Solving the Sinkhole Epidemic

April 9, 2009
Addressing the heart of the problem: damaged sewer lines

About the author: Jayne Bringer is marketing collateral specialist for Insituform Technologies. Bringer can be reached at 636.530.3329 or by e-mail at [email protected].

Orland Park, Ill., a suburb of Chicago, had dealt with multiple sinkholes over the past few years by using bandage-type repairs. However, because the sinkholes were symptomatic of a greater problem with a large storm sewer, village officials decided to implement a permanent solution and rehabilitate the line using trenchless cured-in-place pipe (CIPP) technology.

The pipe was suffering from severe corrosion, and a few locations had collapsed. CIPP provided a more permanent solution to the sinkhole problem, and rehabilitation was less expensive than a dig-and-replace method, as the line ran through many yards, close to houses and under sheds and fences.

“We decided to bring in Insituform Technologies to evaluate the situation,” said John Ingram, Orland Parks superintendent of utilities. “We were looking at replacing the line but wanted to get Insituform’s perspective on rehabilitating it without the hassle of digging and all of the disruption for the residents that goes with replacing a line.”

The village ultimately went with the company’s solution because it was less expensive and disruptive, Ingram said.

The Sinkhole Situation

Kevin Coburn, Insituform’s business development manager for the Chicago region, said that Orland Park discovered what too few municipalities realize: Sinkholes almost always are the direct result of defects in underground pipes and almost never of wet weather, freeze-thaw cycles or the other conditions often suggested by officials and TV weather forecasters.

Cracks or holes in sewer and water lines cause the soil around the pipe to infiltrate in, according to Coburn. As the pipe continues to carry away the soil, a void is created around and above the pipe. The surface above the void eventually collapses into the pipe, creating a sinkhole that many mistakenly think is caused by water flowing out of the pipe. Beyond the extreme cases where sinkhole damage can be life-threatening, the soil washing into the pipe puts additional pressure on the entire storm sewer system.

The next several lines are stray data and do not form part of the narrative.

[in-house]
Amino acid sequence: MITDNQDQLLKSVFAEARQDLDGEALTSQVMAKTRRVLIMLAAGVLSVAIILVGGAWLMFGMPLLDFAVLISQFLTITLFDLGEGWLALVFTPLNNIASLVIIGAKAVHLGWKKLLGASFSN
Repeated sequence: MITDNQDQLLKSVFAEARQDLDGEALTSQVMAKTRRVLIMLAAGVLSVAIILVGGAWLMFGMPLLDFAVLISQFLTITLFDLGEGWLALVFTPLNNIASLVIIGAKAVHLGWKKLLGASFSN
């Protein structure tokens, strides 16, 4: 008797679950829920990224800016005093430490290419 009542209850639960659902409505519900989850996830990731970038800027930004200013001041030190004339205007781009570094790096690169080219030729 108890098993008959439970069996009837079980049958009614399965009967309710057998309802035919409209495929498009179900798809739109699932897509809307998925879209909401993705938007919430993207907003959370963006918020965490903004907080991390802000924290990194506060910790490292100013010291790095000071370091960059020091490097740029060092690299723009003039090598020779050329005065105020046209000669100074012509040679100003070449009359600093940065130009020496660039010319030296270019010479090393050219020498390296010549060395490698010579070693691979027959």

“Maintaining and rehabilitating sewer and water lines are the most efficient ways to prevent sinkholes,” Coburn said. “If you address the deterioration of the pipe, you automatically address the cause of the sinkholes, and you also address the additional costs of treating the contaminated water in your treatment plants.”

Project Challenges

The shape of the 1,285-ft storm sewer in Orland Park presented another challenge; the arch-shaped corrugated metal line was about 53 in. tall and 73 in. wide. But according to Coburn, the selected CIPP lining system is capable of adapting to a variety of pipe shapes and sizes—from 6 to 96 in, specifically.

The felt tube manufactured by Insituform is coated on one side with a polyethylene layer and then treated with a resin-based solution during the “wet-out” process. The tube is inserted into the pipe and then cured into a hard, permanent pipe inside the host pipe using hot air, water or steam.

The project was conducted around the clock and required special planning. In addition, because it was located in a park-like setting between residential homes, the project implemented an “over-the-hole” wet-out process, meaning it was performed on site and immediately before tube insertion.

“The crews on the site were fantastic,” Ingram said. “Their demeanor, their interaction with the residents and with us, keeping us informed every step of the way—it was just an awesome project.”

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About the Author

Jayne Bringer